Background: Little is known of the nature of the neurologic manifestations in thrombotic thrombocytopenic purpura (TTP). We have recently reported posterior reversible encephalopathy syndrome (PRES) as the predominant brain abnormality in patients with TTP. Posterior reversible encephalopathy syndrome has been associated with a variety of medications and pathologic states including increased arterial blood pressure and renal failure. The factors that predispose patients with TTP to PRES are not known. Objectives: To ascertain whether the presence and degree of hypertension and typical laboratory abnormalities seen in hospitalized patients with TTP are predictors of PRES. Design, Setting, and Patients: We performed a retrospective analysis of brain imaging in 46 hospitalized patients with acute TTP seen at St Mary's and Rochester Methodist hospitals in Rochester, Minnesota, from January 1997 to June 2007. Head computed tomographic scans and brain magnetic resonance images were evaluated independently by 2 investigators. We then performed statistical analysis to determine whether the presence of PRES was associated with the presence of hypertension or abnormal laboratory data, including renal function. Results: Forty-seven incidences of patients having TTP and neuroimaging were evaluated over a 10-year period. Thirty-three patients (70%) had brain magnetic resonance imaging performed. Of the patients who had acute abnormalities on brain magnetic resonance imaging, 13 (48%) were found to have PRES. Degree of hypertension was not associated with PRES on brain magnetic resonance imaging (P=.55). There was no association between hematocrit or platelet nadir, maximum blood urea nitrogen, D dimer, fibrinogen, lactate dehydrogenase, or total bilirubin levels and occurrence of PRES. The only variable highly associated with PRES on neuroimaging was the glomerular filtration rate (P=.02). Conclusion: The occurrence of PRES in patients with acute TTP is associated with worse renal function.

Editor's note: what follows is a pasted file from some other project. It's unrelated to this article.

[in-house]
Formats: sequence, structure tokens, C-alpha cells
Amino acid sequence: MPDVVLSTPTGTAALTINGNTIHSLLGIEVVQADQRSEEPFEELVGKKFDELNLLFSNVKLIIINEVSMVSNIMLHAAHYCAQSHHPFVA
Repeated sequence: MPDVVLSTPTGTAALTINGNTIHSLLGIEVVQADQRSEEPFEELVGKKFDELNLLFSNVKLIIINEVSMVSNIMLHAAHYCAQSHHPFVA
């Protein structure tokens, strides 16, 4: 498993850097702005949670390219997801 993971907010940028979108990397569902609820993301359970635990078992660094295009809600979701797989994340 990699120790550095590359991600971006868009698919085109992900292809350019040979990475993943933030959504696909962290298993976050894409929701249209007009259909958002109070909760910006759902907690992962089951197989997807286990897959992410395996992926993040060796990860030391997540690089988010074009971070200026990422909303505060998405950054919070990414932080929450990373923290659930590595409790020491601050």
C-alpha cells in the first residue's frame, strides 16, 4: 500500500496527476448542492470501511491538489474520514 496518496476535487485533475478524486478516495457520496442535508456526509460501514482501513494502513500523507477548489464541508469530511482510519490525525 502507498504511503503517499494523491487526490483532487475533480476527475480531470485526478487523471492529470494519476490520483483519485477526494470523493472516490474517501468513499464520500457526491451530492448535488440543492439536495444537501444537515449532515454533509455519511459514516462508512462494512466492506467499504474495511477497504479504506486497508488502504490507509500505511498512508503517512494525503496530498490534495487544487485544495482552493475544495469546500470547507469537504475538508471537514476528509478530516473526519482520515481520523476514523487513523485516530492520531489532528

ASJC Scopus subject areas
- Arts and Humanities (miscellaneous)
- Clinical Neurology